"Buttons?" asked one surprised guest as Adamson handed her a Robin Hood Hotel button.
"Every action needs a button," said Adamson succinctly.
They opened the champagne at 9:30 and guests gathered for the toasts. The living room was all soft light and golden wood floors, with ferns hanging gracefully over the mantel.
They filled their glasses and waited for DeLeeuw to start:
"Living stripped of all of its facets . . . reduces down to relationships," he began. "That's why this house has been so important to me. We've had parties, we've had meetings, we've had block associations."
He was warming to his subject. "I am a socialist," he pronounced. "It's because society is based on collectivity and interpersonal relationships that capitalism will fail."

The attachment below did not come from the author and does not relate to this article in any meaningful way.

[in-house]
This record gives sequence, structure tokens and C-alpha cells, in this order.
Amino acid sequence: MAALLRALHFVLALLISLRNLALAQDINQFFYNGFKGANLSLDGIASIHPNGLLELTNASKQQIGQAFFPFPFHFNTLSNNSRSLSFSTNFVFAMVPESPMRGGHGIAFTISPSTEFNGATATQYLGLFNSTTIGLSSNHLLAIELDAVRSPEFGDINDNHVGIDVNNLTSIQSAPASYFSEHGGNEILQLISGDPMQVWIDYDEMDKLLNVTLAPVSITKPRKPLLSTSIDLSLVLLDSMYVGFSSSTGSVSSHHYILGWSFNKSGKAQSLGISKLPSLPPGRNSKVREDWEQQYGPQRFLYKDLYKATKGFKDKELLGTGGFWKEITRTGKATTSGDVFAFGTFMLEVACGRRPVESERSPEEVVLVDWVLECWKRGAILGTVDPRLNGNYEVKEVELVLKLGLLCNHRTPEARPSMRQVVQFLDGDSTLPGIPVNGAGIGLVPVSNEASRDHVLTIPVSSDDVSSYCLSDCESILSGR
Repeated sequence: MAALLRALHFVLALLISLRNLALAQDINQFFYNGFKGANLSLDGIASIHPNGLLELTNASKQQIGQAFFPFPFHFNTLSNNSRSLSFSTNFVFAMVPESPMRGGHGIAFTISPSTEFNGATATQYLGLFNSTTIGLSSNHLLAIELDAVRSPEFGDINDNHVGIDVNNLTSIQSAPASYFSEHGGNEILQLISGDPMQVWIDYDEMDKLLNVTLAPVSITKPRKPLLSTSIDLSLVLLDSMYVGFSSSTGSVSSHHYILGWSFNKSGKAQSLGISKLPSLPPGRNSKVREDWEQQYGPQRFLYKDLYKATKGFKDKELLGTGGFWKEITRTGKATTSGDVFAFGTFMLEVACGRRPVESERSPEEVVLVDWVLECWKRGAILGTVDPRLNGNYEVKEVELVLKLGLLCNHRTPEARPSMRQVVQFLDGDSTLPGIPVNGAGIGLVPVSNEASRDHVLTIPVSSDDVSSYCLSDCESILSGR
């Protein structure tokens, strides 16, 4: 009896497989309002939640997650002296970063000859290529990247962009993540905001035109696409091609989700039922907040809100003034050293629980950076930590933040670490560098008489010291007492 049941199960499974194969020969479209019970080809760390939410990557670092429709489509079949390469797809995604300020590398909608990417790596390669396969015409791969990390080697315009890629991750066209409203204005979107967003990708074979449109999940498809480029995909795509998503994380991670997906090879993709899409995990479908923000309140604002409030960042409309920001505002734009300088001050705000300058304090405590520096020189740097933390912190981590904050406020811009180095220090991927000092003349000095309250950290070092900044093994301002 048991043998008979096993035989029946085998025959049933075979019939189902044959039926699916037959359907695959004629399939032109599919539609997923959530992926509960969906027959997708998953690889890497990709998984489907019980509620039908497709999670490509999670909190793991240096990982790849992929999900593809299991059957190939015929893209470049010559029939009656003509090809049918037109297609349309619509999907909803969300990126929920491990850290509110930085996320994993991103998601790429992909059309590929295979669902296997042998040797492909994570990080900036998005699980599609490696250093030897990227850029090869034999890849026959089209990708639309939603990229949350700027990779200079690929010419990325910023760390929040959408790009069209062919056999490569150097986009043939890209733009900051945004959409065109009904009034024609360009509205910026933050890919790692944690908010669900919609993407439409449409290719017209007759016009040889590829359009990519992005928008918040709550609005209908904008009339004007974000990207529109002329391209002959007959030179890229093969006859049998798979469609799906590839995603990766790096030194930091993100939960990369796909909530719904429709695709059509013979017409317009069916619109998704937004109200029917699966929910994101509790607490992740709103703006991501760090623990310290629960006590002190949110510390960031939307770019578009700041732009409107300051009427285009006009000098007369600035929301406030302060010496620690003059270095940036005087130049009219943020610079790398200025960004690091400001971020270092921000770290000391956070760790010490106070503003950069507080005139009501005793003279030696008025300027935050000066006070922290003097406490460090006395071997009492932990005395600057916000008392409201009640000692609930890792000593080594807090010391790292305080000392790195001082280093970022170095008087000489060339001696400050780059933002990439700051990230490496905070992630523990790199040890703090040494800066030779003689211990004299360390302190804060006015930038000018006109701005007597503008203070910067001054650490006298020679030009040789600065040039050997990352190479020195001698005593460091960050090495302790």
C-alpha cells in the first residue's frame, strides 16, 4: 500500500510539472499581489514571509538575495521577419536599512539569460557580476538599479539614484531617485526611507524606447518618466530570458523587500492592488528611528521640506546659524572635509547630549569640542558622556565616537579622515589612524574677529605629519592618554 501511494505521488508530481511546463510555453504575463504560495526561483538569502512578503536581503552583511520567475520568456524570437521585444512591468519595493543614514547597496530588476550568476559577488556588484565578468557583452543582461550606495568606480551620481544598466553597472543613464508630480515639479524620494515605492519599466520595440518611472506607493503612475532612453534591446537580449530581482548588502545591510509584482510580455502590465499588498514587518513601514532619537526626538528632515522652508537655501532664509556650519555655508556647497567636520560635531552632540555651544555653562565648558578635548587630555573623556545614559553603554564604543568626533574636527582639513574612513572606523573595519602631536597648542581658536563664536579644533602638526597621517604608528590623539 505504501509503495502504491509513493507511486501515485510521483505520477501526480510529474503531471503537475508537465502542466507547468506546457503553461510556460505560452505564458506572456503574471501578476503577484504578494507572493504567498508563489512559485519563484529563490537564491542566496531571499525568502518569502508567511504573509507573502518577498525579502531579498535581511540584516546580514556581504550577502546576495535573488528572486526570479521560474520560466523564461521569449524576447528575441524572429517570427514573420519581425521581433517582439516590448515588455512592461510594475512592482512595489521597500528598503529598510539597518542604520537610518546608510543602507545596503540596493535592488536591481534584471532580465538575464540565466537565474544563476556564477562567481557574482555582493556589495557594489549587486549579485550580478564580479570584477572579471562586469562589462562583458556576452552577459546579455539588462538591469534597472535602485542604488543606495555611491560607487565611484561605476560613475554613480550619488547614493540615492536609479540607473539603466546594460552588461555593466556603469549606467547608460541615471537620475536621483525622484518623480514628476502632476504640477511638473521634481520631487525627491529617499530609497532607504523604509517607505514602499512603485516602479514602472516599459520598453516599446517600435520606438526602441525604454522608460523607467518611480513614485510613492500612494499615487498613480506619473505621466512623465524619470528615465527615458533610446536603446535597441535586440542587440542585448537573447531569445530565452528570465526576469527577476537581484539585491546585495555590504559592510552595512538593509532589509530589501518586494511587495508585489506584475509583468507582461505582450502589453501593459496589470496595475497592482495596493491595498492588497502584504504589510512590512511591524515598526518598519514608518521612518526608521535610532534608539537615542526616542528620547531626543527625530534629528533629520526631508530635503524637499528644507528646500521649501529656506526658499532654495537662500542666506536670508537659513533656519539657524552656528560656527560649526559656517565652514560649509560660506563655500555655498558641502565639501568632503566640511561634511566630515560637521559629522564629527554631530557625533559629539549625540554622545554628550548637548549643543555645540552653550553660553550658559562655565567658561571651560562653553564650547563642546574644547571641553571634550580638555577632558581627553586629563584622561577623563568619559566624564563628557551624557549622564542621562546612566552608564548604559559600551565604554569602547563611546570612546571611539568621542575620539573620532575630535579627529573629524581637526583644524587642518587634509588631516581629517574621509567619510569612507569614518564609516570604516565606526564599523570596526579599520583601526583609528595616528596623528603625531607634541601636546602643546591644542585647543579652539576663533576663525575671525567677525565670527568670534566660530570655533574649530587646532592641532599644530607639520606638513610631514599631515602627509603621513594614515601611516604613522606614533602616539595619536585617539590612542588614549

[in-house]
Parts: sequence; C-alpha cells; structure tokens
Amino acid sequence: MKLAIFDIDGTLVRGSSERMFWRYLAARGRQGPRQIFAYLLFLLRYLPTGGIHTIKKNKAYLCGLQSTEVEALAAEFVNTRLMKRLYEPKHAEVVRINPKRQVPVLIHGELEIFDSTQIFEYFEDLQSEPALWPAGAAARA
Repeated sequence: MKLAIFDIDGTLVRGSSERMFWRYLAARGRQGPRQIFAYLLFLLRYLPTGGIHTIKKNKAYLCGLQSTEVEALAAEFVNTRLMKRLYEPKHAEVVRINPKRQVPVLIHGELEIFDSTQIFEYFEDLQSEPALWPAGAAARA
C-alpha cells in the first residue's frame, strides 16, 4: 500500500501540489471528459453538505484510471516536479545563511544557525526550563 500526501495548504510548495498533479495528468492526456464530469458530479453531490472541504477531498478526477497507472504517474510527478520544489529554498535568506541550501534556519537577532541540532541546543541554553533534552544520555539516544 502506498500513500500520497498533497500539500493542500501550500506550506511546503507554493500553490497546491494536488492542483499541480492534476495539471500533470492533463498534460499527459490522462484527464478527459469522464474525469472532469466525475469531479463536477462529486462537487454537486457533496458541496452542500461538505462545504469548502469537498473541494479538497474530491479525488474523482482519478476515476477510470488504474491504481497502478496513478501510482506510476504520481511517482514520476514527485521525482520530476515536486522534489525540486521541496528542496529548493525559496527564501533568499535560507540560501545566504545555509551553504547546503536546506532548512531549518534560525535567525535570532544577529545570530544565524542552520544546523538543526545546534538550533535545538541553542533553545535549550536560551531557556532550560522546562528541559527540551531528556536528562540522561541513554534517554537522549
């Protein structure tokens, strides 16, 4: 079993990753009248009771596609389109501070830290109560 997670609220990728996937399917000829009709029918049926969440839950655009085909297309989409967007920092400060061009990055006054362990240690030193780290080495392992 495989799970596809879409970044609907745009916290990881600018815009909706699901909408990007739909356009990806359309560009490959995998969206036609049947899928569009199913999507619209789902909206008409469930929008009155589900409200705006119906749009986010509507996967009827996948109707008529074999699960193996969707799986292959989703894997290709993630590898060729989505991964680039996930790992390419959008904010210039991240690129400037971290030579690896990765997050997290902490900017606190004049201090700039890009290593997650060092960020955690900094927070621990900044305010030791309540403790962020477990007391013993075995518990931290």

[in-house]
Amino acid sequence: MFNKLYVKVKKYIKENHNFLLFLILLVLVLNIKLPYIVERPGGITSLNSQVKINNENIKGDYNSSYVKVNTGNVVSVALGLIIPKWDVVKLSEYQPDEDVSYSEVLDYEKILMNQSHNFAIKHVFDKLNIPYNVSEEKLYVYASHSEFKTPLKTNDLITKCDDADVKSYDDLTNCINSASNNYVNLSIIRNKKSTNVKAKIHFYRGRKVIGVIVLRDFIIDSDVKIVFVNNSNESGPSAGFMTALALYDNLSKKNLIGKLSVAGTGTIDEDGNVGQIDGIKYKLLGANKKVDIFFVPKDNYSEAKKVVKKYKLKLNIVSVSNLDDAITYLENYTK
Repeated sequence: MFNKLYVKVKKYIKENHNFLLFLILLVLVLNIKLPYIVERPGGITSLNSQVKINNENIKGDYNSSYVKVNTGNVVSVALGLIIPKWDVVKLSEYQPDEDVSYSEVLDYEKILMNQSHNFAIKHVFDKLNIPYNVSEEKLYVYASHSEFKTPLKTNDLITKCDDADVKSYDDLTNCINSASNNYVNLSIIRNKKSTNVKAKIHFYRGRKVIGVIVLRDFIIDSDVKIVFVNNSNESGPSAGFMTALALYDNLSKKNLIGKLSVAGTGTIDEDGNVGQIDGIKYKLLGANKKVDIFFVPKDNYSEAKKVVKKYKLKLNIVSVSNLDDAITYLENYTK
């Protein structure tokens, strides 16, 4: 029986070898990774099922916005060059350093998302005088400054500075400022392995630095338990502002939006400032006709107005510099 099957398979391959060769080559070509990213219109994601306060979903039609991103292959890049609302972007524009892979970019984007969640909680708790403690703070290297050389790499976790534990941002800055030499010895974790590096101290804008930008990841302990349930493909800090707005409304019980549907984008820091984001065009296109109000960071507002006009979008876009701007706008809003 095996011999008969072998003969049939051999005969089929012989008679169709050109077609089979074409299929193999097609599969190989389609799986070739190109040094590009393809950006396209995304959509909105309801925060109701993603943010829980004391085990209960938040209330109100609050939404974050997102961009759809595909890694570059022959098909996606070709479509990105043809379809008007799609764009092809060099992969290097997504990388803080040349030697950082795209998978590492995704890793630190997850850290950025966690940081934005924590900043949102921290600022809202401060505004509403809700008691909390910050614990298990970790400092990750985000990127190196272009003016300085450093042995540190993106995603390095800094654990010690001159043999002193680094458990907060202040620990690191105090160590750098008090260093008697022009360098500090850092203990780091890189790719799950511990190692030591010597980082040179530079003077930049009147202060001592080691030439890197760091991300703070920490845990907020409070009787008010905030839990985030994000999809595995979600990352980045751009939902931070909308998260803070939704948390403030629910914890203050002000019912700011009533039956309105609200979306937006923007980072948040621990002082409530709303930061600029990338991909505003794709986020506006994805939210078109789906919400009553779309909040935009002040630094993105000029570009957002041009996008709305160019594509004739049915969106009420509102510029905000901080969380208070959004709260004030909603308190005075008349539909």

"Aw-right!" cried Adamson.
"Bert comes out of the closet after all these years," observed one guest with a chuckle.
"That's why I love this block," he said. "We've shared, there's a sense of collective responsibility and caring for each other . . ."
He spoke of his former wife:
"Some years ago, I inflicted much hurt in the relationship I had with Madeleine Adamson," he said, "and subsequently I wasn't willing to spend time to repair that hurt. And Madeleine's response . . . was not to use force or bring in a pile of lawyers but instead seize on what was good in that relationship and build a new relationship for us, though lovers we no longer are . . ."
There is a little tremor in his voice. "And I learned more from how Madeleine handled that crisis in our life than anything else and I raise this glass to you and to Madeleine," he said, his voice quivering. "This is not ending tonight with any of you."
Adamson, as planned, had the closing words:
"We got married. We had to sign some papers. It didn't change anything," she said nonchalantly. "And then we got divorced. We signed some papers. It didn't change anything. We still love each other--in our own way."
They all raised their glasses to toast.